THERE's been a big shift in the rate of violence in Australia in the past 10 years, according to the 2016 Personal Safety Survey.
The Australian Bureau of Statistics today released figures from the survey of about 21,000 Australians.
It found there was a drop in the proportion of Australians who said they had experienced some form of violence in the past year.
Just 5.4 per cent of those surveyed said they had experienced physical or sexual violence, compared to 8.3 per cent in 2005.
This drop was mainly driven by the fall in those who had experienced physical violence.
In particular the rate for men almost halved.
The survey found 4.5 per cent of men surveyed had experienced physical violence in the past year, a big drop from the 7.5 per cent in 2005.
The rates for women also improved, dropping from 4.7 per cent to 3.5 per cent.
But the survey shows many Australians continue to experience violence.
About 39 per cent of Australians aged over 18 years had experienced some form of violence since the age of 15.
"The results show that two in five adult Australians had experienced an incident of physical or sexual violence since the age of 15," ABS program manager for household surveys Michelle Marquardt said.
"Broken down by gender this was 42 per cent of men and 37 per cent of women."
While many types of assault were on the decline, rates of emotional abuse appeared to be on the rise for both men and women.
Of those surveyed, 3.2 per cent of women said they had experienced emotional abuse from their current partner in the past year, up from 1.9 per cent in 2005.
Emotional abuse is considered behaviour or actions aimed at preventing or controlling behaviour or causing emotional harm or fear.
About 2.9 per cent of men had experienced this form of abuse in the past year compared to 1.3 per cent in 2005.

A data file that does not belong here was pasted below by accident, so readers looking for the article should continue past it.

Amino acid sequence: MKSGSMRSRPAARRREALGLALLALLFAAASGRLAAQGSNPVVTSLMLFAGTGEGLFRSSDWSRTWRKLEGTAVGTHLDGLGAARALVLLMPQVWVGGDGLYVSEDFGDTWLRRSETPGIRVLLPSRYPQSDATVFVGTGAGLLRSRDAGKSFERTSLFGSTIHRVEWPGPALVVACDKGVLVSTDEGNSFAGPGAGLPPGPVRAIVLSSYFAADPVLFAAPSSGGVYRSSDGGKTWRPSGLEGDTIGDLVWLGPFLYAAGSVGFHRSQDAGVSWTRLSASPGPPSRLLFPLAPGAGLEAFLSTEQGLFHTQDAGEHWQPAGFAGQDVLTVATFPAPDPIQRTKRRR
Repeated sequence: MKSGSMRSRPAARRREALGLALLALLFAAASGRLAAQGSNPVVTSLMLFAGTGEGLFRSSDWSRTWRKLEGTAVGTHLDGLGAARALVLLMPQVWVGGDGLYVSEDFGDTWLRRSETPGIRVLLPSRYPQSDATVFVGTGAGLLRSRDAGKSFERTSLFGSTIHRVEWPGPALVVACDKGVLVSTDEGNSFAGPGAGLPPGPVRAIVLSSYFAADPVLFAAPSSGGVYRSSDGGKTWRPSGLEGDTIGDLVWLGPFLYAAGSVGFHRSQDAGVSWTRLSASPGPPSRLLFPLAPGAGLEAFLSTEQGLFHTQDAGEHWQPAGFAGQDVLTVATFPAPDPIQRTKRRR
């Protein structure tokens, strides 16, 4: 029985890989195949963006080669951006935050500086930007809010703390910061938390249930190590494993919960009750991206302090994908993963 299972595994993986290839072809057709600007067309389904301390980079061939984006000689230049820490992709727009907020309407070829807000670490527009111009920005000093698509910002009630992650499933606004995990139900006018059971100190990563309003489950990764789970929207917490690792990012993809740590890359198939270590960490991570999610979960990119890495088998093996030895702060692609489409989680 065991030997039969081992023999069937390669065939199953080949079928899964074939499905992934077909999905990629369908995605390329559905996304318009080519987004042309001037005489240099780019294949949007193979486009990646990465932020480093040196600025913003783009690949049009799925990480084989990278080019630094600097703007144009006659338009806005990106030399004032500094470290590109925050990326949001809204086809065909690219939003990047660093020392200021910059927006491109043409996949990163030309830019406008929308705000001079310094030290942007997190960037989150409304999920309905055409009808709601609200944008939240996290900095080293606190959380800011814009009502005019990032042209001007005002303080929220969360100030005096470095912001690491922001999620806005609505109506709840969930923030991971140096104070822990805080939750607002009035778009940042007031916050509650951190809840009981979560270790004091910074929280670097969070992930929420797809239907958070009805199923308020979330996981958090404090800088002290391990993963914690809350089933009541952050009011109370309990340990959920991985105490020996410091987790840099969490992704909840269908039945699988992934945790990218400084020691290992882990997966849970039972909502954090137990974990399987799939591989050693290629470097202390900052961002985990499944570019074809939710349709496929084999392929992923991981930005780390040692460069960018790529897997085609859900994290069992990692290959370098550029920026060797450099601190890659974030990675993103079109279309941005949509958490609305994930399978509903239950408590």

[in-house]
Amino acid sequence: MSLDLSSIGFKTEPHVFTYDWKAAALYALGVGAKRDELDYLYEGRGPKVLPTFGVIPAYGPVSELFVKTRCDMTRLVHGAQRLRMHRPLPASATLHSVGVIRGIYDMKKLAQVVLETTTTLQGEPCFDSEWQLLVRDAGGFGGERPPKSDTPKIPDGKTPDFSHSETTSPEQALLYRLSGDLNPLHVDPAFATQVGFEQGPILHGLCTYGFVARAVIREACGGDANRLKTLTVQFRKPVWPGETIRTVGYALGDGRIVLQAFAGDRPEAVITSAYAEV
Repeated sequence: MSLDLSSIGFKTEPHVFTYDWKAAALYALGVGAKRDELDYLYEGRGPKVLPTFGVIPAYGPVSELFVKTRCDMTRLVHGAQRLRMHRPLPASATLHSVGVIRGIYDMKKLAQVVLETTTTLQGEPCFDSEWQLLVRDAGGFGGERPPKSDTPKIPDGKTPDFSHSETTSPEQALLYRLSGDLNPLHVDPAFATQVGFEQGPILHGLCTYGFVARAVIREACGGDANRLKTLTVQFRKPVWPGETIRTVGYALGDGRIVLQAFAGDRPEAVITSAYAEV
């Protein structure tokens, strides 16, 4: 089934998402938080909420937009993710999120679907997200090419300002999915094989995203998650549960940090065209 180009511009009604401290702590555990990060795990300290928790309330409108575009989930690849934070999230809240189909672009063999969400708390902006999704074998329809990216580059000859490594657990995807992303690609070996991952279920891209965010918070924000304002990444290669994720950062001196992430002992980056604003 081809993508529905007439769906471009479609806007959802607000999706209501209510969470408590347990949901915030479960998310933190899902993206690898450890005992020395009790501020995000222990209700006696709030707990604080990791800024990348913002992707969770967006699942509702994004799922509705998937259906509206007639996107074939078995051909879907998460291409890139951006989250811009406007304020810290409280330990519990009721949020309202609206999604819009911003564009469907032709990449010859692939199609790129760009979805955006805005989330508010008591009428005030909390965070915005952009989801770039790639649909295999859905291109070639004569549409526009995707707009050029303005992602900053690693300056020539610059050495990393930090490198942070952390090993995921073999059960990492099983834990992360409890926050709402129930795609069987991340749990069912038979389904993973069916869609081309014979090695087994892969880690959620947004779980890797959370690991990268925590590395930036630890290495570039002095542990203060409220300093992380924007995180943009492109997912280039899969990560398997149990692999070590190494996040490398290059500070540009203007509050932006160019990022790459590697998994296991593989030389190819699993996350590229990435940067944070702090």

Overall about 23 per cent of women and 16 per cent of men had experienced emotional abuse by a current or previous partner since the age of 15.
DIFFERENCES BETWEEN MEN AND WOMEN
Men were more likely to experience physical violence than women.
About 41 per cent of men said they had been physically attacked since the age of 15, compared to 31 per cent of women.
They were also more likely to be assaulted by a stranger with 27 per cent of men experiencing physical violence from someone they didn't know, compared with 9.4 per cent of women.
But women more likely to experience sexual violence.
About 18 per cent of women has been sexually assaulted since the age of 15 compared to 4.7 per cent of men.
For women this violence was likely to be at the hands of their partners.
Women were eight times more likely to experience sexual violence by a partner than men were.
About 5.1 per cent of women had been attacked by a current or previous live-in partner compared to about 0.6 per cent of men.
The rate of women experiencing sexual violence in the past year (1.8 per cent) has remained fairly steady since 2005 (1.6 per cent) but has increased in the past five years from 1.2 per cent in 2012.
Women were also nearly three times more likely to have experienced violence in general, from a partner than men were. About 17 per cent of women had been attacked by a partner since the age of 15, compared to 6.1 per cent of men.
MEN MORE LIKELY TO BE PERPETRATORS
Men are more likely to be the perpetrators of violence.
About 36 per cent of those who had experienced violence since the age of 15 saying they were attacked by a man. About 11 per cent was from a woman perpetrator.
More than half of all women surveyed said they had been sexually harassed at some point.
About 53 per cent of women and 25 per cent of men had experienced sexual harassment.
"In 2016 alone, one in six women (17 per cent) and one in 11 men (9 per cent) experienced sexual harassment," Ms Marquardt said.
Young women aged 18 to 24 years were most likely to have experienced sexual
harassment, with about 38 per cent saying this had happened in the past year.